Can the rules and regulations of the 'real' world be applied to activity on the Internet? Dr Satvinder Juss confronts the challenges of pornography on the Web.
Nineteenth century American essayist Oliver Wendell Holmes once said: "The best test of truth is the power of the thought to get itself accepted in the competition of the market." The market today is becoming ever more complex, extending beyond simple telecommunications to embrace the newly discovered world of cyberspace.
In The Sovereign Individual (Macmillan Press, 1997), James Davidson and William Rees-Mogg argue that microprocessing will subvert and destroy the nation state, creating a new form of social organisation – the information society. This will liberate individuals, making them free to invent their own work and realise its full benefits. The greatest source of wealth will be ideas rather than physical capital.
But not all the effects of this brave, new world are so positive. Less savoury reaches of the information universe can be explored on the 10,000 sites on the World Wide Web devoted to pornography, from those offering pictures of topless centrefold models to ones which charge £1 a minute to view men and women performing sexual acts.
Last summer, the US Supreme Court made the first effort to extend the free speech principles of the First Amendment to cyberspace. It overturned the Clinton adminis- tration's Federal Communications Decency Act, which made it a crime to use a computer to transmit indecent material to someone under 18 or to display such material "in a manner available" to a person under 18.
The indecent material was not precisely defined, being referred to as "patently offensive" descriptions or images of "sexual or excretory activities". Violations of the Act carried penalties of two years in prison and a $250,000 fine.
A coalition of Internet users, computer industry groups and civil liberties organisations challenged the Act. The US Chamber of Commerce entered the case in the final stages to argue that the law presented a threat to the country's ability to compete globally in an age of new communications.
In the Supreme Court ruling, Justice John Paul Stevens held that speech on the Internet is entitled to the highest level of First Amendment protection, given to books and newspapers. He described the Internet as the "town crier" of the modern age, expanding the reach of the soapbox orator and the electronic pamphleteer.
He added: "The interest in encouraging freedom of expression in a democratic society outweighs any theoretical but unproven benefit of censorship."
The judge said that although children needed protecting from indecency, the "wholly unprecedented" breadth of the law threatened to suppress speech among adults as well as children.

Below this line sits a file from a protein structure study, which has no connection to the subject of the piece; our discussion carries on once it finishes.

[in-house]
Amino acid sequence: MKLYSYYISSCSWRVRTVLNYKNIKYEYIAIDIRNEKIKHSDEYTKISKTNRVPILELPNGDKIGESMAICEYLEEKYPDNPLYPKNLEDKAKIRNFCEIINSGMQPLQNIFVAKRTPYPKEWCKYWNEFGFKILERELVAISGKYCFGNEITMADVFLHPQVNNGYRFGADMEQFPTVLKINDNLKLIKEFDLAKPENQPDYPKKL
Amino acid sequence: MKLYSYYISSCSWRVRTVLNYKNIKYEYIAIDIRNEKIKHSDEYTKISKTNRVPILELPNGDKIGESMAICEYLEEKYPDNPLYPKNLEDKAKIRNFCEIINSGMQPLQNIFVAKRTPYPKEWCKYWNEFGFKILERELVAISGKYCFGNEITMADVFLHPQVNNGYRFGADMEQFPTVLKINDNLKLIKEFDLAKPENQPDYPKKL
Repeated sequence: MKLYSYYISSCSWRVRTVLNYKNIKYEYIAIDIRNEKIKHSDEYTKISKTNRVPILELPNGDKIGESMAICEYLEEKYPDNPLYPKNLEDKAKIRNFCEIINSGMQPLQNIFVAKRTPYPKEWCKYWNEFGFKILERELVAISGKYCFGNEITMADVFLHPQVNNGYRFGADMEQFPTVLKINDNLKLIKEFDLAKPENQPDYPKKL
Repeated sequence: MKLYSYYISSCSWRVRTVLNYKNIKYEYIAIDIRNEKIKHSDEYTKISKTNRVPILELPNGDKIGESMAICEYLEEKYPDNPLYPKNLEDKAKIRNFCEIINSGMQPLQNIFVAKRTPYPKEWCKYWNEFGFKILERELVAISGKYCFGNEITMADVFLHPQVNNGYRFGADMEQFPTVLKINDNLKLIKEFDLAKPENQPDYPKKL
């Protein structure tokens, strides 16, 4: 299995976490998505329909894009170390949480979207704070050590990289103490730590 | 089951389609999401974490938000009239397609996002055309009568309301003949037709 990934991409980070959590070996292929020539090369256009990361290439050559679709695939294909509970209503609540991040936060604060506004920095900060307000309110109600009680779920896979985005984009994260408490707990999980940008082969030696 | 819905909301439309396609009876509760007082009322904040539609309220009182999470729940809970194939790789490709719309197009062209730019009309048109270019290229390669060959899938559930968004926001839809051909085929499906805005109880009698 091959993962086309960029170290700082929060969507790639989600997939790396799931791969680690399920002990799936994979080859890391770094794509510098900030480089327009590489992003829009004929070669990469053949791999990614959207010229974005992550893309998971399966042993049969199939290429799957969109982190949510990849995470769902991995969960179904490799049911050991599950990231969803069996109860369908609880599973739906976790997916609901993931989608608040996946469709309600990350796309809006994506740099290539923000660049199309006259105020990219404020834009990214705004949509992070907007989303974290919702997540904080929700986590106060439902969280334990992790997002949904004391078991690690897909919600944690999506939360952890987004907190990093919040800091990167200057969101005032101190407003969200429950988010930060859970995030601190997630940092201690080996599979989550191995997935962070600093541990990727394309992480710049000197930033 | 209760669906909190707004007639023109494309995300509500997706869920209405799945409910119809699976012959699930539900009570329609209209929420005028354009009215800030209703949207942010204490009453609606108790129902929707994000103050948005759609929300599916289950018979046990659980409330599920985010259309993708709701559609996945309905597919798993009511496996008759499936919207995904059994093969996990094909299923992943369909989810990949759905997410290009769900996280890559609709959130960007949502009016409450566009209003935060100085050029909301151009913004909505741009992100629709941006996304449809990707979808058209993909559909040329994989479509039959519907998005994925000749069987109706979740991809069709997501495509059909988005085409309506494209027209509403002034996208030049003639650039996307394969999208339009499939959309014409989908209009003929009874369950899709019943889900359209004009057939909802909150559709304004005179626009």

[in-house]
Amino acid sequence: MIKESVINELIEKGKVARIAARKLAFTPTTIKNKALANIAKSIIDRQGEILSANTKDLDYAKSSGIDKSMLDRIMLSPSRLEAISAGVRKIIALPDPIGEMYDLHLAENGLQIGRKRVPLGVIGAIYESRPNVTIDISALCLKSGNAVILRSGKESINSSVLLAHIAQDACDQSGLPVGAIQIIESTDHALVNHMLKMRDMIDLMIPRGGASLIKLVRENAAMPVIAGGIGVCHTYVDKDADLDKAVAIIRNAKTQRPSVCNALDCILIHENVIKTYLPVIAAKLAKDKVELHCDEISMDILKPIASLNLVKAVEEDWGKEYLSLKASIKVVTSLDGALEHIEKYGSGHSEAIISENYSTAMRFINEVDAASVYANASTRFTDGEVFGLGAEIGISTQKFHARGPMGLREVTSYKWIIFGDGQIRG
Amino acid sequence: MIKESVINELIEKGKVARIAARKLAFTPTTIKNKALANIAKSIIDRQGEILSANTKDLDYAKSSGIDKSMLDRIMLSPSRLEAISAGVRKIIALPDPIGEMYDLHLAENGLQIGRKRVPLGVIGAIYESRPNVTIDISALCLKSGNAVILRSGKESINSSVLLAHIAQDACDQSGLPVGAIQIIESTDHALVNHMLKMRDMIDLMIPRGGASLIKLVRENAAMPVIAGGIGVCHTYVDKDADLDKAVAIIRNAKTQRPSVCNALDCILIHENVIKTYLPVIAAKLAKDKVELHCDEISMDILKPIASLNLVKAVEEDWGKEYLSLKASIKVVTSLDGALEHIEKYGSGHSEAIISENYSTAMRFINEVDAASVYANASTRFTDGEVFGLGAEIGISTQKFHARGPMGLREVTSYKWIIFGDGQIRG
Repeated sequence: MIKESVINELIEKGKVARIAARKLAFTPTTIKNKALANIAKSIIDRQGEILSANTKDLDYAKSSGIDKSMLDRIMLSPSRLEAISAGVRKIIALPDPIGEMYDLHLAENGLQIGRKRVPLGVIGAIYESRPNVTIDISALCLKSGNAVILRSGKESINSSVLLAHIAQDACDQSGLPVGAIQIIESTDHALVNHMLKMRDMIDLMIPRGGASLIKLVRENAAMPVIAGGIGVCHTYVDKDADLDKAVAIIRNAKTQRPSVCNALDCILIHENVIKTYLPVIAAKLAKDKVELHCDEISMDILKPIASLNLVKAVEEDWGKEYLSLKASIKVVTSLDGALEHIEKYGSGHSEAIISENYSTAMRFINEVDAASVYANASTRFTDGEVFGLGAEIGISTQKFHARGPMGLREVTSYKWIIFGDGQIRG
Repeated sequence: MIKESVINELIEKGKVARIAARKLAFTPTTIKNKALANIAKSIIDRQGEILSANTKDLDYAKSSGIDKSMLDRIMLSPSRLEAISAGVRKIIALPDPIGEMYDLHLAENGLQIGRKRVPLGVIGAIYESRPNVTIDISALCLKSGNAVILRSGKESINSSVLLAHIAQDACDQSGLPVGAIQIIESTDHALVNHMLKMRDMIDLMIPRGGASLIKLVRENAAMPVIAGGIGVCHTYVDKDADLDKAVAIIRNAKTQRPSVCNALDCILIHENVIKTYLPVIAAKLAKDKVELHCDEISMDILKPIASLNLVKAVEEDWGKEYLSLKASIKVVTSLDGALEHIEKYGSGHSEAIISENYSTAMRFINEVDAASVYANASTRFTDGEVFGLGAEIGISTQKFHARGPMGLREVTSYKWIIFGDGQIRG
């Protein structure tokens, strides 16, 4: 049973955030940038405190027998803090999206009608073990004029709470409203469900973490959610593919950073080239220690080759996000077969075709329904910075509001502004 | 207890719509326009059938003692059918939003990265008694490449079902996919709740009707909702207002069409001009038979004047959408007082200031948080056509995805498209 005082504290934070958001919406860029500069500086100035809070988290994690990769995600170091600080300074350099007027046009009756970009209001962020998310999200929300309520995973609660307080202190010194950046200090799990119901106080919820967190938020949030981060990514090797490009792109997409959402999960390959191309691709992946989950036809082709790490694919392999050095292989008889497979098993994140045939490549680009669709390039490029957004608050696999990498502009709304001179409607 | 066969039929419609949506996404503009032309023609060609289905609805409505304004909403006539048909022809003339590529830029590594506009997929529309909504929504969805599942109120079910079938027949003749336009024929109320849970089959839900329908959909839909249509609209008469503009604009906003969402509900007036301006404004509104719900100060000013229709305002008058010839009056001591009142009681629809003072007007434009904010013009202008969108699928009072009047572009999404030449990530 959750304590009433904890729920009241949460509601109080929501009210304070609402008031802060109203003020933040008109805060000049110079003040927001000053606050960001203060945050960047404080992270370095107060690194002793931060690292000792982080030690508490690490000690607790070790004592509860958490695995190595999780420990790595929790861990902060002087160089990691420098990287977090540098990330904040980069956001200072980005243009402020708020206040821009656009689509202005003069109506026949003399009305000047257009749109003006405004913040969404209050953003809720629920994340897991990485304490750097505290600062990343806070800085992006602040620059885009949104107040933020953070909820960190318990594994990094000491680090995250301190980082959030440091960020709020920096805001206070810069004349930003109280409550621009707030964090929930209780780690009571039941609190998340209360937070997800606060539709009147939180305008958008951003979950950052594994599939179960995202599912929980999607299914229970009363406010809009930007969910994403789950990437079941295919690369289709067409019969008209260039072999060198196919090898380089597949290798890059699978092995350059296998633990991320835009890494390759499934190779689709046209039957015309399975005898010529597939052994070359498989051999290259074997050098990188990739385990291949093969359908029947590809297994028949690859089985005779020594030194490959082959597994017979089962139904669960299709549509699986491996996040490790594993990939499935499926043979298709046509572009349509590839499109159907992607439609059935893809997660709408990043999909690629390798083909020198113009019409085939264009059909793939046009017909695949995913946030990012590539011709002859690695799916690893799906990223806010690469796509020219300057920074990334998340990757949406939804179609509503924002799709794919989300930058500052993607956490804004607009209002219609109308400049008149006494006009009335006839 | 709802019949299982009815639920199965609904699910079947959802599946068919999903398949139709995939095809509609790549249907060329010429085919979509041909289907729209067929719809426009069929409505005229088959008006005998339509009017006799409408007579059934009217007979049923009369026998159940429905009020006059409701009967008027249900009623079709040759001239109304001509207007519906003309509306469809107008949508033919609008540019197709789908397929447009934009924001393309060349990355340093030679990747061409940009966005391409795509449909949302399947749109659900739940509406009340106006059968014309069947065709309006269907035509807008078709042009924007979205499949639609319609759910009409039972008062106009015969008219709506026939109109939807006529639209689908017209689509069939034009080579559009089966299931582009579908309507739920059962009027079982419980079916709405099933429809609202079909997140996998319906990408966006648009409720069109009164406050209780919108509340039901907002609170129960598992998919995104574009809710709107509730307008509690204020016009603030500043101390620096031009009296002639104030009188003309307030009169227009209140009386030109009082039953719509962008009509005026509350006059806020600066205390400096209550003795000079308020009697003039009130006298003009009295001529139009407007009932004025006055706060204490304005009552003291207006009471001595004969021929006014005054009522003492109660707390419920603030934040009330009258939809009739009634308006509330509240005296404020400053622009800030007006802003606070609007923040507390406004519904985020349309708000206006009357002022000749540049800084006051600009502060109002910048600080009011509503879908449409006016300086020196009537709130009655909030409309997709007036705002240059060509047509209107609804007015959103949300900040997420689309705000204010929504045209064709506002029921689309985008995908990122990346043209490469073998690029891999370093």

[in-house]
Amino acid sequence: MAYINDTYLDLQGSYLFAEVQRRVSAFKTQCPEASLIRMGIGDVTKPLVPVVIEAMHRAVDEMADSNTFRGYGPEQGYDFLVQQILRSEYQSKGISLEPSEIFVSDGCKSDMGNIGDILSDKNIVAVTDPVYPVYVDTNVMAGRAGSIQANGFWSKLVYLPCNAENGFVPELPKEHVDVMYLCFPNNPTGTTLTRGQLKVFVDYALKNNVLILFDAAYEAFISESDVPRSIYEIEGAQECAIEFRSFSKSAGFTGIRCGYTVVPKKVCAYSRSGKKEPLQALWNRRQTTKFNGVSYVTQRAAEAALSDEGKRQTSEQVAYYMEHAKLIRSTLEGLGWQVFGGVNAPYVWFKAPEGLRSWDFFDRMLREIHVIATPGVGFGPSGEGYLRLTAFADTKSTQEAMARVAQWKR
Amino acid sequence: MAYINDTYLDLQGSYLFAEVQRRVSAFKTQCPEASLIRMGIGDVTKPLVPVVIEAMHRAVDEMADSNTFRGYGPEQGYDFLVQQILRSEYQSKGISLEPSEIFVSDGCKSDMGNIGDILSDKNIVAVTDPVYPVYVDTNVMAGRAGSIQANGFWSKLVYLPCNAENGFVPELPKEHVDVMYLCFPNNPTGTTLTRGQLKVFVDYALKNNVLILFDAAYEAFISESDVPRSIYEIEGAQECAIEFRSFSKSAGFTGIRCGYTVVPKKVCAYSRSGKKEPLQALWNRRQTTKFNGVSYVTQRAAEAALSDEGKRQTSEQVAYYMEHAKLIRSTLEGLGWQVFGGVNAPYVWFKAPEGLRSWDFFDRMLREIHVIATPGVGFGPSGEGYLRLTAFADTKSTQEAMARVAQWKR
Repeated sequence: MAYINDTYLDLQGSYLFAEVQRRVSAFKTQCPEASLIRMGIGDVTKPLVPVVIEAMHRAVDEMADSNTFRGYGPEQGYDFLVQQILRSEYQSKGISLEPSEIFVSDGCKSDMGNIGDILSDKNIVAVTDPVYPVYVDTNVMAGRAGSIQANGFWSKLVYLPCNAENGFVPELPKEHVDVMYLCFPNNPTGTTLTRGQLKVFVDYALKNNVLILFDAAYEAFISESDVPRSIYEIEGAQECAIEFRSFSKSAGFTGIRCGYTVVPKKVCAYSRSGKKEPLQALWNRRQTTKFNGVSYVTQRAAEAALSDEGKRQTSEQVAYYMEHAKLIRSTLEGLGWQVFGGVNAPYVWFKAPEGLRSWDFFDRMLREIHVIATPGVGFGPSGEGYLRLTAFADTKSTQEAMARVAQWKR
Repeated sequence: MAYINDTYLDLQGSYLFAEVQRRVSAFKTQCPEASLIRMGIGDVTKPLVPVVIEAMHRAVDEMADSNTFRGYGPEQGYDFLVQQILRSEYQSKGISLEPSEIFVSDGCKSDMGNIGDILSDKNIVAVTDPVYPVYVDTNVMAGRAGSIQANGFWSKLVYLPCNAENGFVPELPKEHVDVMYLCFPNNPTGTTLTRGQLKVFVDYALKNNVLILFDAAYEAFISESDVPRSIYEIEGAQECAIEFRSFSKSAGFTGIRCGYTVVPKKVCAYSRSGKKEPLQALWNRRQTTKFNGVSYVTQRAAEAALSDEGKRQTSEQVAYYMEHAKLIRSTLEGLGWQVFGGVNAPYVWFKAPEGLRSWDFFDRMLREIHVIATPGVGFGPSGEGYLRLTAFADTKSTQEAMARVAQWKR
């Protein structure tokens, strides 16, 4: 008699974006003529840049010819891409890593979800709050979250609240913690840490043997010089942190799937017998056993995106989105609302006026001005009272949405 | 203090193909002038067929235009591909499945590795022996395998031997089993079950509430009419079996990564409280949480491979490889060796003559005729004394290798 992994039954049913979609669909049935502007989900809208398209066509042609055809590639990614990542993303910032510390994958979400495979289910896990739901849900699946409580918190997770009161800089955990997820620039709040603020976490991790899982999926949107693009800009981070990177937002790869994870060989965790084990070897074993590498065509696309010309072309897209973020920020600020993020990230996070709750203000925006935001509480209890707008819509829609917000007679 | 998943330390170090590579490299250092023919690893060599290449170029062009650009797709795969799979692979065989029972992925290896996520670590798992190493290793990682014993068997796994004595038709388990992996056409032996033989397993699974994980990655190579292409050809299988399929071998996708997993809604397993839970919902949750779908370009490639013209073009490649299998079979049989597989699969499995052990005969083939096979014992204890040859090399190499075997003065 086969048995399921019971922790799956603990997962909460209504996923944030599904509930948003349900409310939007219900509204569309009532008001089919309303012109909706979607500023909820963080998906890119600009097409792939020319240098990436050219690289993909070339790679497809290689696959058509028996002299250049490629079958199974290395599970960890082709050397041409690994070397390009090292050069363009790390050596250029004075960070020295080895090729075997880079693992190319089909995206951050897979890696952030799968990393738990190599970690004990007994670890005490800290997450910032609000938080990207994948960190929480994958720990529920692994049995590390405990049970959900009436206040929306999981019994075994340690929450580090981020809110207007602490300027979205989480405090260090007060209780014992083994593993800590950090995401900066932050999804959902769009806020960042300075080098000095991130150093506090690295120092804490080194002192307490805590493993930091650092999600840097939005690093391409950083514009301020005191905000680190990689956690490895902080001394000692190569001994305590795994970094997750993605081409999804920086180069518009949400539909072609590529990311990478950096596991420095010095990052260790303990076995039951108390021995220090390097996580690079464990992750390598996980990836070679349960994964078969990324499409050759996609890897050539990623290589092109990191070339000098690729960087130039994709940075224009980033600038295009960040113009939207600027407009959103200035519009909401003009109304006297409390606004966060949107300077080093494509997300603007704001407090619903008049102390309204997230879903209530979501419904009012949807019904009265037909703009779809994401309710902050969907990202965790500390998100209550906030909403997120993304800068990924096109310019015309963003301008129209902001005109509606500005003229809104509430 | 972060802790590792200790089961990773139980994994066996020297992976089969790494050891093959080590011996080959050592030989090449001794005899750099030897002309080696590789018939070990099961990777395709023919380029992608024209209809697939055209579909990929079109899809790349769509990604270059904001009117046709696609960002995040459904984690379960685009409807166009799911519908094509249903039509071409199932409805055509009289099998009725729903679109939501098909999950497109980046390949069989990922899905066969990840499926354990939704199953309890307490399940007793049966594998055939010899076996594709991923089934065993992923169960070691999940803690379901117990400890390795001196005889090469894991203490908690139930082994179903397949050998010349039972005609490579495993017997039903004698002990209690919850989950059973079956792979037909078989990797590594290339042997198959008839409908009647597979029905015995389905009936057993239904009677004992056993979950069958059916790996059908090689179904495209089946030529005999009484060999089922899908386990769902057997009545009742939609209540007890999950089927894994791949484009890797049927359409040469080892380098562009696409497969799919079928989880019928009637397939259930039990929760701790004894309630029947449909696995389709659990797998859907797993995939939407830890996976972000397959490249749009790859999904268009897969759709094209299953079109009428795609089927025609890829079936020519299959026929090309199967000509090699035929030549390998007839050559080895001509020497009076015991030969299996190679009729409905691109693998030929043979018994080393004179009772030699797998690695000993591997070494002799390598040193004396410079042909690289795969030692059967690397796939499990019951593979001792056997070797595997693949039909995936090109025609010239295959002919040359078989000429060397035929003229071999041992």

The decision has made it unlikely that any government-imposed restriction on Internet content will be upheld provided the material has some intrinsic value. So the responsibility for children's online activities now rests completely with the adults who watch over them.
Free pornographic pictures have long been available in encoded form on Internet news groups. There has also been an explosion in home-grown web sites that support themselves through advertising and provide pictures easily displayed on a personal computer.
Parents, it seems, can now do three things. First, they can use one of the major online services which offer parental control options. Second, they can sit with their children and supervise them while they are online. Third, they can install software which filters the Web by blocking sites known to harbour explicit material. For example, Cyber Patrol blocks about 20,000 Web sites and allows parents to alter the list of prohibited destinations; Surf Watch blocks about 45,000 sites; and Net Shepherd allows as many as 400,000 sites to be blocked.
The Internet poses questions that we all need to confront. Is the organisation and policing of the electronic world going to be resemble the "real" world? Are familiar crimes going to be punished by familiar laws because of a recognisable human interaction? Or will the electronic world evolve into something new? Already, these questions have been asked on everything from copyright protection to cyberstalking.
There are similar questions about the growing area of electronic commerce. Will there be laws that establish in cyberspace parallels to the way in which everyday business is conducted, verified or taxed? How much the cyberworld will reflect the physical one in this case will have wide-ranging implications. It is clear that the debate about how the Internet will co-exist with the real world and its laws is only just beginning.
Dr Satvinder Juss is a Harkness Fellow working in Washington DC and a Human Rights Fellow at Harvard Law School.